Saving Lives II: Fire, Demented Driving and Random Acts of God
Each year, fire claims more Canadian lives than all other natural disasters combined. Fires cause billions of dollars in property damage and destroys vital natural areas. To combat loss of life and property, building techniques have been developed to protect your family, home and belongings from fire damage. ICFs are the leading materials in fire safety technology. ICFs block wall systems provide solid concrete, reinforced exteriors that have a 3 to 4 hour fire rating. The exterior Styrofoam insulation simply melts off the walls rather than combusting. A study conducted by the Southwest Pacific Research Institute found the emissions from burning the insulating foam on ICFs “no more toxic” than smoke from wood frame housing.
A Kansas City Habitat for Humanity home was the recent victim of an arson attack. A firebomb thrown at the house landed on the front porch. Made from ICFs, the house offered little by way of flammable material. Damage from the attack amounted to only $500; the plastic porch soffit melted and the front door was replaced because firefighters kicked it in. The interior of the home was completely unscathed.
Concrete homes have time and again proven their resistance to fire and many insurance companies offer premiums reduced by 10 to 15% for fire insurance on concrete homes.
Fire isn’t the only thing ICFs protect families from. Just ask Jack Burns who was fast asleep in bed at 5.30 on a summer morning in 2002 when a 500 000 pound boulder came crashing down the hill outside his home and stopped a few feet from his bed. The boulder measured 12 feet by 16 feet and could not be budged with dynamite; a backhoe with a jackhammer had to break the boulder into smaller pieces before removal. Jack would most certainly not have lived to tell the tale if his home had not been constructed from ICFs.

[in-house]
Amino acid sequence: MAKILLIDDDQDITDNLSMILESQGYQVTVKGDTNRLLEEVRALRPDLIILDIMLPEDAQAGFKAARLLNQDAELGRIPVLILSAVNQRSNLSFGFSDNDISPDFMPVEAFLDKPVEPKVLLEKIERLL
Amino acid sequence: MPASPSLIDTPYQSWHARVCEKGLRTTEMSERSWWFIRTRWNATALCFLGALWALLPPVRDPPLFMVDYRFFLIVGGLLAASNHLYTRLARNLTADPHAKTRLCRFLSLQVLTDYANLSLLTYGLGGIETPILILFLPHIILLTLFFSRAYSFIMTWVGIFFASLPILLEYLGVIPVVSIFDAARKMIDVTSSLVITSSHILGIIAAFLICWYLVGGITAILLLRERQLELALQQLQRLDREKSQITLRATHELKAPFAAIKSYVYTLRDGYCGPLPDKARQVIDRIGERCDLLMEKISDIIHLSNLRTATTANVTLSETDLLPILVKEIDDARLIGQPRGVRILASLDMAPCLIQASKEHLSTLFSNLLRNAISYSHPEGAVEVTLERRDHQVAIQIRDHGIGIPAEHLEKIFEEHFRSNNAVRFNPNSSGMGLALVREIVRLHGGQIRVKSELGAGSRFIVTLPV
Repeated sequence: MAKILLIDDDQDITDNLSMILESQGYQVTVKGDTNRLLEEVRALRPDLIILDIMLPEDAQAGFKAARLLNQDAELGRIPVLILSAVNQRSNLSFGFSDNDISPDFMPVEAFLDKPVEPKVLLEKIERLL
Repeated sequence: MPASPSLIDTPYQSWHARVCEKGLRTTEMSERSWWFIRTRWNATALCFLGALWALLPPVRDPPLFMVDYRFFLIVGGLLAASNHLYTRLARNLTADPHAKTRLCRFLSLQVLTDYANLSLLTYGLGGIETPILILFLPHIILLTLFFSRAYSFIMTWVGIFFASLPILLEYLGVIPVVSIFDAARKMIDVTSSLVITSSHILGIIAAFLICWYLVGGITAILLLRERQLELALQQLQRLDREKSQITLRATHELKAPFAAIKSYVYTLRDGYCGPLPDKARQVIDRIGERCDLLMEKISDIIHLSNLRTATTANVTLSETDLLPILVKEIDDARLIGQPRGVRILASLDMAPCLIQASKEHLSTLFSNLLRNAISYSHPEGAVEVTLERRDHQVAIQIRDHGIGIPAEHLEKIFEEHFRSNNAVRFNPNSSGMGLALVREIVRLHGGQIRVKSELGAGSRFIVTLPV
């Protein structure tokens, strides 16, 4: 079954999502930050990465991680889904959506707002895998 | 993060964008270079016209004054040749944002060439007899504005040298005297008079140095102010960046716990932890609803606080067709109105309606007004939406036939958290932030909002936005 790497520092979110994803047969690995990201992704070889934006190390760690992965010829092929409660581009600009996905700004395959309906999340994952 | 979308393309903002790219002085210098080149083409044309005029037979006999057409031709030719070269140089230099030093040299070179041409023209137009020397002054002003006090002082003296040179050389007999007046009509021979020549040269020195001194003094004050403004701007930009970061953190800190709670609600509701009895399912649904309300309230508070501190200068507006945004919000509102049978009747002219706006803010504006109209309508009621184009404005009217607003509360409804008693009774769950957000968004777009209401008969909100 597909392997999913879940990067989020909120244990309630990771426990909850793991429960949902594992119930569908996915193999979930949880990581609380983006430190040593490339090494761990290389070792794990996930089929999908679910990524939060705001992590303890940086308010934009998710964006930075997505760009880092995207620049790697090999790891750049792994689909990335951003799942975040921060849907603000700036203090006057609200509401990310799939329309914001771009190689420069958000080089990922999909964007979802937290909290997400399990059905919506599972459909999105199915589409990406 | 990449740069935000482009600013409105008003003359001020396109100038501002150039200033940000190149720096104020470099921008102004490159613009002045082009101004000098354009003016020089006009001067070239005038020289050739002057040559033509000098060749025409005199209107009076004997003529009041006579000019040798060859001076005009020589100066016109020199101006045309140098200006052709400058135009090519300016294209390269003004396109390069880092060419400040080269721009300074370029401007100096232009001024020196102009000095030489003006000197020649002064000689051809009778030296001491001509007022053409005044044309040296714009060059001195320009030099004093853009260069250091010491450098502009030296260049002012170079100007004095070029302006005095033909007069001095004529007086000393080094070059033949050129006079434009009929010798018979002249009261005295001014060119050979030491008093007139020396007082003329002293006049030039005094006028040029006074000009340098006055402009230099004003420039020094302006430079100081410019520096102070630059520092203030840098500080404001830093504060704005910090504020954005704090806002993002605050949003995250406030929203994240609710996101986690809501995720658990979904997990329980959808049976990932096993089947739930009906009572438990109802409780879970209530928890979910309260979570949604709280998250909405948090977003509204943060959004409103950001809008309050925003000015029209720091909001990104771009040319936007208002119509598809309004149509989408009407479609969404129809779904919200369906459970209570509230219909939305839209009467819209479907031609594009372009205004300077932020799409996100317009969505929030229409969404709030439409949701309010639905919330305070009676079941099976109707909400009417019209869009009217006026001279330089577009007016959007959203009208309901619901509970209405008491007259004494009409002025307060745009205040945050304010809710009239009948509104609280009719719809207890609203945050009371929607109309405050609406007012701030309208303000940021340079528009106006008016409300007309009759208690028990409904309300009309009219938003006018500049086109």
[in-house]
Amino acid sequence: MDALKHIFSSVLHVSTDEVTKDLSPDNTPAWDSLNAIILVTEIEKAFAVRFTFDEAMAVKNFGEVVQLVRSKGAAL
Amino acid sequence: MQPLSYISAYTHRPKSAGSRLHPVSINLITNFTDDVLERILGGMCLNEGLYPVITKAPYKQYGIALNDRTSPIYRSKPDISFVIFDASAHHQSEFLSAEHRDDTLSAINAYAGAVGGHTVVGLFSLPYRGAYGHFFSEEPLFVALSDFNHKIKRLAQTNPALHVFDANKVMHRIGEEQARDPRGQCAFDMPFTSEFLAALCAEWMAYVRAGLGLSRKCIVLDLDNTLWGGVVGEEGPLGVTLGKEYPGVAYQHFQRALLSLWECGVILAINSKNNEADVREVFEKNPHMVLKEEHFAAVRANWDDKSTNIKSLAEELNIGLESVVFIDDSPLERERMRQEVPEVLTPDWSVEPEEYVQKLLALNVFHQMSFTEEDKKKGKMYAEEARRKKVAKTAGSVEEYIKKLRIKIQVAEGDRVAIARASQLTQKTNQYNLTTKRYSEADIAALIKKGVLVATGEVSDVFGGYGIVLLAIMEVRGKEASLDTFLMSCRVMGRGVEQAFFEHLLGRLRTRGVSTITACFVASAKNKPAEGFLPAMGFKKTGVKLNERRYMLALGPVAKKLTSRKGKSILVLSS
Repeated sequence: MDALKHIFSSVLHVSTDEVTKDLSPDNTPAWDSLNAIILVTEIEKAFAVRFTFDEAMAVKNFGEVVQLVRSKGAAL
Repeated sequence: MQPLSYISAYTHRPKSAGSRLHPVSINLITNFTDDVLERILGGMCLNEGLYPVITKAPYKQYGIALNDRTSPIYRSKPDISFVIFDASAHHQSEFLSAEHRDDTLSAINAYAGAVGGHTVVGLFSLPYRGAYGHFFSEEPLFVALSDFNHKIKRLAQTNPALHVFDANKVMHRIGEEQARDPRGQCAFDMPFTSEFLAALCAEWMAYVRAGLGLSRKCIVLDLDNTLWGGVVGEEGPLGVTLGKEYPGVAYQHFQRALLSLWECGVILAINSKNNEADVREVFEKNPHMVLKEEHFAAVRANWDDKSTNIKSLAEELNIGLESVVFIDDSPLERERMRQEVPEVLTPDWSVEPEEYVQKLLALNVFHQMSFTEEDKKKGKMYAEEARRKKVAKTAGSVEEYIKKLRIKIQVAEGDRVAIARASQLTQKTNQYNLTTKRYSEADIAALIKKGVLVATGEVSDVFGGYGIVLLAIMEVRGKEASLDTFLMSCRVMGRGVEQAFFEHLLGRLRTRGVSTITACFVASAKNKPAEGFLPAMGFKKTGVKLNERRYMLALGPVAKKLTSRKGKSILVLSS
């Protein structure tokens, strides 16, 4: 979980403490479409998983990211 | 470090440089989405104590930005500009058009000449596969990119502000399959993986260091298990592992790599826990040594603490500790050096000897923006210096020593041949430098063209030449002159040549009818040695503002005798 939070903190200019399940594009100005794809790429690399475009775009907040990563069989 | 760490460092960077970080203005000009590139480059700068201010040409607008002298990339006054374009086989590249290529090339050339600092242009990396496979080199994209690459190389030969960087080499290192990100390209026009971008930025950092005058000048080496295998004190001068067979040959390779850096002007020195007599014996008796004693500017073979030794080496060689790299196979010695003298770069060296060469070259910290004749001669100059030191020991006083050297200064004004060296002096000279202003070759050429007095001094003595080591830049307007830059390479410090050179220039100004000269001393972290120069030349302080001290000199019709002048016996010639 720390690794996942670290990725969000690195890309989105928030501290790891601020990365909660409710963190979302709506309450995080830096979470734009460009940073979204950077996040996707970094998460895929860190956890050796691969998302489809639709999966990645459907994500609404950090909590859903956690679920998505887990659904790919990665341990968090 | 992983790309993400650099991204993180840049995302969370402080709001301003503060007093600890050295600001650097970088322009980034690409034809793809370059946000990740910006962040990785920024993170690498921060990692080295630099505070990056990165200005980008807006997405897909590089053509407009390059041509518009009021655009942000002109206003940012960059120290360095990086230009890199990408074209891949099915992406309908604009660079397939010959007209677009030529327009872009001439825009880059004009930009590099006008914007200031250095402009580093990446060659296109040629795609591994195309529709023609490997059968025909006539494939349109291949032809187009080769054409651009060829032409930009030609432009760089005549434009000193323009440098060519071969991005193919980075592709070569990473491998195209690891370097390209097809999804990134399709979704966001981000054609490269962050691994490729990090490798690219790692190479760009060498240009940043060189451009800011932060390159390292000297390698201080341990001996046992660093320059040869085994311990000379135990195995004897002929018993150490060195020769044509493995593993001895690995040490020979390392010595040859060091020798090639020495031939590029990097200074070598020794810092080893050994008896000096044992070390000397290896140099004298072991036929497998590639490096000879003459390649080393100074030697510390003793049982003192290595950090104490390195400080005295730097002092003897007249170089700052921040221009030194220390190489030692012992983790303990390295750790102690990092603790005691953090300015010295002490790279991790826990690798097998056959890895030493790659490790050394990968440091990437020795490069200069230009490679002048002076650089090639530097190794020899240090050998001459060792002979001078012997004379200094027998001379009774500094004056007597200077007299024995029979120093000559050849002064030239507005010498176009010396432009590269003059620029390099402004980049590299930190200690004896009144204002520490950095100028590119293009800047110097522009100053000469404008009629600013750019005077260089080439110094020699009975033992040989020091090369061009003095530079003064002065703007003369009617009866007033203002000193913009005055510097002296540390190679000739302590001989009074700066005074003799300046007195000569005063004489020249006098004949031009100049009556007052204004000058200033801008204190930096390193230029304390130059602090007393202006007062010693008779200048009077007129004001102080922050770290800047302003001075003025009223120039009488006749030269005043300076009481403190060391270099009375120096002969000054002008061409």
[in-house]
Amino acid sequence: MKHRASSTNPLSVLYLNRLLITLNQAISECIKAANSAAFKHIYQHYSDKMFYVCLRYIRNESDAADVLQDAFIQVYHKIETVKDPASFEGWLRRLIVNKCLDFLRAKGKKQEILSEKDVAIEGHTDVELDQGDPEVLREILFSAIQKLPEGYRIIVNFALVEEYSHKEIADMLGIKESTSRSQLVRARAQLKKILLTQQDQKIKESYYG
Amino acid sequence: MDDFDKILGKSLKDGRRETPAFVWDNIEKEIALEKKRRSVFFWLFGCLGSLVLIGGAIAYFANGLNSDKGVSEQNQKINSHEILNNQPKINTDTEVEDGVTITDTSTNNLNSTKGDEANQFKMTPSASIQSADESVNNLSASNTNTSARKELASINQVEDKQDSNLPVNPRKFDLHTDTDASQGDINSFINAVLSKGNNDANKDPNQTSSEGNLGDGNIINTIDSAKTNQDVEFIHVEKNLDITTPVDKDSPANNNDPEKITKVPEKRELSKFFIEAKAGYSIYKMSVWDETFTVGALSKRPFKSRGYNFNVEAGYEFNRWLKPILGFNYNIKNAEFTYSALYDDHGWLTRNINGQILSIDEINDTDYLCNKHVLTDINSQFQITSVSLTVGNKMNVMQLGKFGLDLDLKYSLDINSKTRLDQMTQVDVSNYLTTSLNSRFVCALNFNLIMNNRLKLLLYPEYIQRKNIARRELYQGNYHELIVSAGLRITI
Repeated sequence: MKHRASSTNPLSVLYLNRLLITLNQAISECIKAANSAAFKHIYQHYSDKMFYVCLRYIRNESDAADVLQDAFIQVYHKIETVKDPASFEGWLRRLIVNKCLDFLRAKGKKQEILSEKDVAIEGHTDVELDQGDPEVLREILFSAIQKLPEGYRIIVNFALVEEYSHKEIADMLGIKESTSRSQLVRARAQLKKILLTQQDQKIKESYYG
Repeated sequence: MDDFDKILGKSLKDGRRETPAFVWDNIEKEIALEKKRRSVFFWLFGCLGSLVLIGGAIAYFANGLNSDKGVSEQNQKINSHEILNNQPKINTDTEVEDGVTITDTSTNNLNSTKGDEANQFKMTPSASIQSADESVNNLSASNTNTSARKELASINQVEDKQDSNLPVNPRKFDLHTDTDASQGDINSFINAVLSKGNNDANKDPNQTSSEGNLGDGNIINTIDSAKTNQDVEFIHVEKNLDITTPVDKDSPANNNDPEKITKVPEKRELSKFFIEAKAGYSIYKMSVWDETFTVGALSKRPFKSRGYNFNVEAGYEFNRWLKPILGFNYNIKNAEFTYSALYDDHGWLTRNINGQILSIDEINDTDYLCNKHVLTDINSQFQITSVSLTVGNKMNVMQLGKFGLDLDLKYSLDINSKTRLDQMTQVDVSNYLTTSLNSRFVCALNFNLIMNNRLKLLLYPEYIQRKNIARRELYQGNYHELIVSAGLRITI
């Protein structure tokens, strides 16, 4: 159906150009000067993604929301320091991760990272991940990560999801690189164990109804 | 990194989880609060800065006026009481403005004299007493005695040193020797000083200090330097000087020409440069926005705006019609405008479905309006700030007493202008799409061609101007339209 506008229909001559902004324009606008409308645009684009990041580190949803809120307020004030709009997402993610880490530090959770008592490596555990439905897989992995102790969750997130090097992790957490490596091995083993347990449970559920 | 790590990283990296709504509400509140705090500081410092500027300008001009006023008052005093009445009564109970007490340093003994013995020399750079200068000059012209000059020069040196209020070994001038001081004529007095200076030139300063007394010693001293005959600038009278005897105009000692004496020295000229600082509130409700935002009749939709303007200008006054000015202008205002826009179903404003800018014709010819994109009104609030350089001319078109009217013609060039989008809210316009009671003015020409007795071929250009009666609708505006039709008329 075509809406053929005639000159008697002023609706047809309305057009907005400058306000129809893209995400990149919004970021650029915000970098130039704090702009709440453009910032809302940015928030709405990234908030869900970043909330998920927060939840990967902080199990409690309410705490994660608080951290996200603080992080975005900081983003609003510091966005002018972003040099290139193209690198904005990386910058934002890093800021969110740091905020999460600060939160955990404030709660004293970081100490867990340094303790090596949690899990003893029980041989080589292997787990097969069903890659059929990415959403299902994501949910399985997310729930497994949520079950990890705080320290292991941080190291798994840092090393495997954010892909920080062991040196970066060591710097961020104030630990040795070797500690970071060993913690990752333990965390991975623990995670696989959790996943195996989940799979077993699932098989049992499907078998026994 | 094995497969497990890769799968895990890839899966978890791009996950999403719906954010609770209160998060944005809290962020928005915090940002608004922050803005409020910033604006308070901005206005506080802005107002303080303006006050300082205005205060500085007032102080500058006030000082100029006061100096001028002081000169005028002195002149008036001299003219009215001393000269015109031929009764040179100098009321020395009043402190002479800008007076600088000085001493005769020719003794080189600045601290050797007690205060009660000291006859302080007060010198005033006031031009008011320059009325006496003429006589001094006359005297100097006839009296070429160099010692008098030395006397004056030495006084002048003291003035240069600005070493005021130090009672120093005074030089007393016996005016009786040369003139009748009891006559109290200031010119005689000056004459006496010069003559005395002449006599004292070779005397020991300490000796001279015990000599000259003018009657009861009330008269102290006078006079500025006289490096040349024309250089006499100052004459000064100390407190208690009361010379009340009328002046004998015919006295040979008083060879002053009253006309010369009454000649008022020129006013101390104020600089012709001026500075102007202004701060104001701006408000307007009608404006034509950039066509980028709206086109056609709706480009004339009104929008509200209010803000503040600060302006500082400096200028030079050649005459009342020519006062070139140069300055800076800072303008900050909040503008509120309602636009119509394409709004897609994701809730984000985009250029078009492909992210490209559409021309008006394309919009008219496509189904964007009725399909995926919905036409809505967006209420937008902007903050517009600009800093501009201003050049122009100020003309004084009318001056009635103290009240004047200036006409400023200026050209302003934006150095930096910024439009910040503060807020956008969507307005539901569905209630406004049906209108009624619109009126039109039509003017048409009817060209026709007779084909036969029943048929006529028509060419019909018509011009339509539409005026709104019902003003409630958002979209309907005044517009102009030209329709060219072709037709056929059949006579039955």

Homes built with ICFs have also stood their ground when pitted against the wayward driver. This unbelievable video footage shows the driver in an SUV careening through the garden, knocking down the wooden hand railing and flower pots only to be stopped in its tracks by the ICF wall. Home owner Ryan Heacock said he was relieved that the wall; “…Bounced that Explorer off like a little toy.” The video footage was shot by Heacock’s security cameras. The wall remained intact with the only damage to the siding and insulation. Heacock said; “I can’t imagine what would have happened if this was a wood home!”